They want to start their own immigration practice using their friend's proven $500k/year model. OP, you can do everything you want from a non-accredited law school, assuming you plan to work in California. But if you're going to make $500k, why not pay the extra $100k for an ABA law school?

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Re: Decision to enroll on NON ABA School

Postby Mantrain » Mon Aug 06, 2018 8:54 pm

No one has offered me why I need to go to a ABA school. I have read a lot of vitriol, ad hominem attacks; condescending statements, but why should I go to an ABA school? I am not looking to be an employee. I will never be someone else's employee -- except maybe to work for the PDs office and I have family high up in the LA County PD office that could much help me get hired when I get my license. If people laugh at what school I went to, then it is their problem. No one answered my question about what material ABA has access to regarding the curriculum that I cannot get on my own or in correspondence school. My dad went to correspondence school way back in the early 1970s and he always flew solo as a criminal atty. My brother went to a crappy ABA school and got high up in a public job. My dad was not a bad lawyer and no one laughed at him bc he did correspondence school. Did it take him a few times for the bar? Yeah, but I intend to have better success.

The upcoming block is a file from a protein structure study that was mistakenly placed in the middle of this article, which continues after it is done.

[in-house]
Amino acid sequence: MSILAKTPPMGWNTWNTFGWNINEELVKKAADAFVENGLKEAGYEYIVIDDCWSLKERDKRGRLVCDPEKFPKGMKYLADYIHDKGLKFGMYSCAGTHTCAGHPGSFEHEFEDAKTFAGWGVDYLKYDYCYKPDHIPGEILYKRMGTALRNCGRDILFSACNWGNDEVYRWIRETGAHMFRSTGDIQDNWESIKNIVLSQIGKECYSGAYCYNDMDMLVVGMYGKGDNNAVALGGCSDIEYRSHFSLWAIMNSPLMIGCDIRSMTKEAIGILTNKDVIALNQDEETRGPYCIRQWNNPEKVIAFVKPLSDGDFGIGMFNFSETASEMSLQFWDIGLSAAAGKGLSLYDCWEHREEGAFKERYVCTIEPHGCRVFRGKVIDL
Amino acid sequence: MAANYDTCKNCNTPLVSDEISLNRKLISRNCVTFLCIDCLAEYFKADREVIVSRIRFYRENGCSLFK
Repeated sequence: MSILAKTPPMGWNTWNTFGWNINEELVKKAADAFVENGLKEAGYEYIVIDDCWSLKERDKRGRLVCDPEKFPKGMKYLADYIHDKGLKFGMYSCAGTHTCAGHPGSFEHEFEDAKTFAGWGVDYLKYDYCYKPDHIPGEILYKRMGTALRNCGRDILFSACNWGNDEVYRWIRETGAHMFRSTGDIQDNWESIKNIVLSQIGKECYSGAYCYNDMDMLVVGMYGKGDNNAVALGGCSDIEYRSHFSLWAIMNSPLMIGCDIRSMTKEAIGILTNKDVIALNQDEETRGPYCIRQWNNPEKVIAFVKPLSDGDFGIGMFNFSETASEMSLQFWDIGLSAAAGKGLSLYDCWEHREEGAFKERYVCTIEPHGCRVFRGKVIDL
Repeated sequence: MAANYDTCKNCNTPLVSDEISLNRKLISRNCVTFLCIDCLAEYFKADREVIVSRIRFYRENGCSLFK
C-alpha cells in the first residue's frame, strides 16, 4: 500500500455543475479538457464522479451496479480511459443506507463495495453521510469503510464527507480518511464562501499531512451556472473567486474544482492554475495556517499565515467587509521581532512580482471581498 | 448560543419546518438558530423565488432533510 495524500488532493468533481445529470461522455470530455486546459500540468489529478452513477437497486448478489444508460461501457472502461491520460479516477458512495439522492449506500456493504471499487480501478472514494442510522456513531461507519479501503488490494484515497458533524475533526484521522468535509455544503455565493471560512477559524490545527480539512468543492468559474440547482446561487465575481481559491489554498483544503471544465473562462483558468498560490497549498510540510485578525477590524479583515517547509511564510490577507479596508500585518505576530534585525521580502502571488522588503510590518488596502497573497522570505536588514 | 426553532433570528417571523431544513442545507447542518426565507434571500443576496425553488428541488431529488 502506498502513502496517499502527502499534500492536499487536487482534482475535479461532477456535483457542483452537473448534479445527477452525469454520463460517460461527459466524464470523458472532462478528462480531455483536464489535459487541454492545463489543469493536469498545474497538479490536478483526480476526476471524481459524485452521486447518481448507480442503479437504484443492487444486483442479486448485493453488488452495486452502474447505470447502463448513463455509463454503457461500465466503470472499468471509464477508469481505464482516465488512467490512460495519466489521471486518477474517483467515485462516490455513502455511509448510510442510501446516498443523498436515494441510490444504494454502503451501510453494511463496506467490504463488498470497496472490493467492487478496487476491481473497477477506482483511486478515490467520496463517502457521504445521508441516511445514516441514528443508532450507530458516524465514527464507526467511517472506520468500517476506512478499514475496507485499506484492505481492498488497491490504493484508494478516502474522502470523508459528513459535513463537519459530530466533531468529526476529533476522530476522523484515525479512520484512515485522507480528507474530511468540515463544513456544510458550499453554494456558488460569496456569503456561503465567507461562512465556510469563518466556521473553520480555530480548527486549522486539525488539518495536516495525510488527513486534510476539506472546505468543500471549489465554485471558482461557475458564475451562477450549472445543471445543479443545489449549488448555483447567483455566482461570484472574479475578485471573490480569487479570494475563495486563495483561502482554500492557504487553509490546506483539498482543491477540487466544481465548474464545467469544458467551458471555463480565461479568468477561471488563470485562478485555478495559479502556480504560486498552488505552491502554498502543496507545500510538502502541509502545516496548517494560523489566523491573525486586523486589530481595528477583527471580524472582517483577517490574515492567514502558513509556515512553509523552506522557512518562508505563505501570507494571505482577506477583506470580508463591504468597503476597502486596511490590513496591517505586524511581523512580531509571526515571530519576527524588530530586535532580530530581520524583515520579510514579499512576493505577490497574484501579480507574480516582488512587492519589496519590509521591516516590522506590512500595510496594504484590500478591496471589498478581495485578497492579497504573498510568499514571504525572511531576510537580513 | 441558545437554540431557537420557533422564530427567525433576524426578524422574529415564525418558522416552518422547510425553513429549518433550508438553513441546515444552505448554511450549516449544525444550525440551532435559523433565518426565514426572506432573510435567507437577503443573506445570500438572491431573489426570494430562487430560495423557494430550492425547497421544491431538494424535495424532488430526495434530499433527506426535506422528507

Really I think what this is, attacking my ideas bc you need to protect your choices for spending bank bank bank to go to a Tier school. If you are going to work on wall street, or some big name firm, by all means, go ahead. But I also know someone who was a chief administrator for a CA govt agency and she got her JD and past the bar first time (from Abraham Lincoln SoL and she got hired right off the cuff from a big insurance law firm. No one laughed at her degree from an non-aba. You pass the bar, that is what is more important than anything else and that is what I am aiming for.

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Re: Decision to enroll on NON ABA School

Postby dixiecup » Mon Aug 06, 2018 9:00 pm